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EDITIONS
Saturday, 16 November, 2002, 00:53 GMT
Germany acts to ease unemployment
Chancellor Gerhard Schroeder
Schroeder is struggling to revive a weak economy

The lower house of the German Parliament, the Bundestag, has approved a set of measures aimed at reducing the country's high level of unemployment.


We probably need more reforms, also in the tax system, in our pensions system, in our social security system.

Rolf Hempelmann
SPD deputy

The plans, floated before the election, amount to a shake-up of the state-run job placement agencies, making them in effect temporary staffing agencies.

The opposition says it will not help liberalise the economy and will add more regulation.

The measures come at the end of a week of bad news for the German economy.

A rebuke from Brussels over the growing budget deficit and a warning from a panel of economic experts that the German economy will not pick up without state welfare cuts has shocked voters.

Slipping popularity

It is less than two months since Chancellor Gerhard Schroeder's Red-Green coalition scraped home to a second term, despite unemployment of more than four million.

But his popularity has slipped as one set of statistics after another has revealed an economy in crisis.


We were very much aware, even the night of the victory, that the future would not be easy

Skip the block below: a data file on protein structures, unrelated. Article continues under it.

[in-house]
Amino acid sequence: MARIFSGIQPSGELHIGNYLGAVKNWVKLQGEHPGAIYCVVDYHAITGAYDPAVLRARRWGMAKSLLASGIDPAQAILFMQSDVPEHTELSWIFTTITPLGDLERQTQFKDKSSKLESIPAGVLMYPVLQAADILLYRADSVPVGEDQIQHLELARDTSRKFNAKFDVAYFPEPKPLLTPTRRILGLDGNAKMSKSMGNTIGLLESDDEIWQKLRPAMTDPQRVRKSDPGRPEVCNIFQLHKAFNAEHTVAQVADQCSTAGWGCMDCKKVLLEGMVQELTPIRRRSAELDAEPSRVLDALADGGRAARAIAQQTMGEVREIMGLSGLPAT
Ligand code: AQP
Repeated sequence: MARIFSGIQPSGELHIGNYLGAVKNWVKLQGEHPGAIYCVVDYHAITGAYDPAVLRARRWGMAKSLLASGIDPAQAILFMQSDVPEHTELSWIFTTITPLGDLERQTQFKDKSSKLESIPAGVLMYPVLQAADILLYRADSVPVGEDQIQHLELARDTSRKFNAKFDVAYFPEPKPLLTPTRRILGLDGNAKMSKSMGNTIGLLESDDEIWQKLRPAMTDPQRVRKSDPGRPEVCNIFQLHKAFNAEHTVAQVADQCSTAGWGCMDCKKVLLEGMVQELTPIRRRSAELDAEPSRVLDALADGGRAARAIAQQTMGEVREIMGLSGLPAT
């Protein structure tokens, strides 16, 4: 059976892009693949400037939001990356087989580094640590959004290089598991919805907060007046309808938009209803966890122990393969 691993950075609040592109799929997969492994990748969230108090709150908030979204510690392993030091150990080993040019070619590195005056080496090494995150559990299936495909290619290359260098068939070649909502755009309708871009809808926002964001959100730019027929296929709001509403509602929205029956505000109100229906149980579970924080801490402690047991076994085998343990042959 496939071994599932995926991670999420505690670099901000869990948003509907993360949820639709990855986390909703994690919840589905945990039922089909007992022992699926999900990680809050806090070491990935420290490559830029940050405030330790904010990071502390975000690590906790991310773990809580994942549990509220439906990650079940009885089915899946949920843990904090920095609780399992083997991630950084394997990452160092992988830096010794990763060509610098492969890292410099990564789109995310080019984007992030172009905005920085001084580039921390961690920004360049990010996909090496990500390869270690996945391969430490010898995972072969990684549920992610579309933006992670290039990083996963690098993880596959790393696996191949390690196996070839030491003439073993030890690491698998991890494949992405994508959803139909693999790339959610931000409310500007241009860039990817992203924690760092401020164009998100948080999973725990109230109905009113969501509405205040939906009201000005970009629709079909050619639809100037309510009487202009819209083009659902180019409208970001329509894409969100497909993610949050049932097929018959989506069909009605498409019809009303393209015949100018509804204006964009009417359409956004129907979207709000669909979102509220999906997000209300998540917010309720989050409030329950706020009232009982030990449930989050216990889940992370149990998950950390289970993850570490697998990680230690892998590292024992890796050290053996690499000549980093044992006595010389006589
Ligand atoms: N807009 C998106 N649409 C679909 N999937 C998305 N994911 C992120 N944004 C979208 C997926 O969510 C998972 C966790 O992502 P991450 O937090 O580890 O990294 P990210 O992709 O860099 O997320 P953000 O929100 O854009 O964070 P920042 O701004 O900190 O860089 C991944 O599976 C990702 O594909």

Claudia Roth
Green Party leader
Many Germans believe the government did not reveal the full extent of the country's economic woes in the run-up to the election, and feel betrayed as a result.

News of a $30bn hole in planned tax revenues was just the latest shock.

The economy is expected to grow just .2% this year, only 1% next.

Even some in the governing Social-Democratic Party (SPD) now want more radical reform:

"Many of us feel that this will not be enough," says SPD deputy Rolf Hempelmann.

"We probably need more reforms, also in the tax system, in our pensions system, in our social security system."

The scale of the problem is awesome. The German healthcare system costs employees and workers more than 14% of wages.

The pension system takes 19.5% of pay. Add to that an inflexible labour market and some of the highest non-wage labour costs in the world, and it is a recipe for economic stagnation and unemployment.

'Burned-out'

Even the coalition Greens are growing impatient with the chancellor's lack of will to reform.

But the talk is still of compromise.

"We were very much aware, even the night of the victory, that the future would not be easy, that the situation of the economy is really very bad, that we have the big problem of unemployment in Germany," Green Party leader Claudia Roth says.

"But we have a problem concerning the future of the social security system," she adds. "We need a consensus in our country, if not, we will face big problems."

Some in his own party have described the chancellor as burned-out, exhausted by his re-election campaign.

It was a grudging victory. Many observers doubt he has the necessary courage to reform the economy and question whether voters are prepared to pay the price.

See also:

07 Nov 02 | Business
23 Sep 02 | Business
06 Aug 02 | Europe
09 Jul 02 | Business
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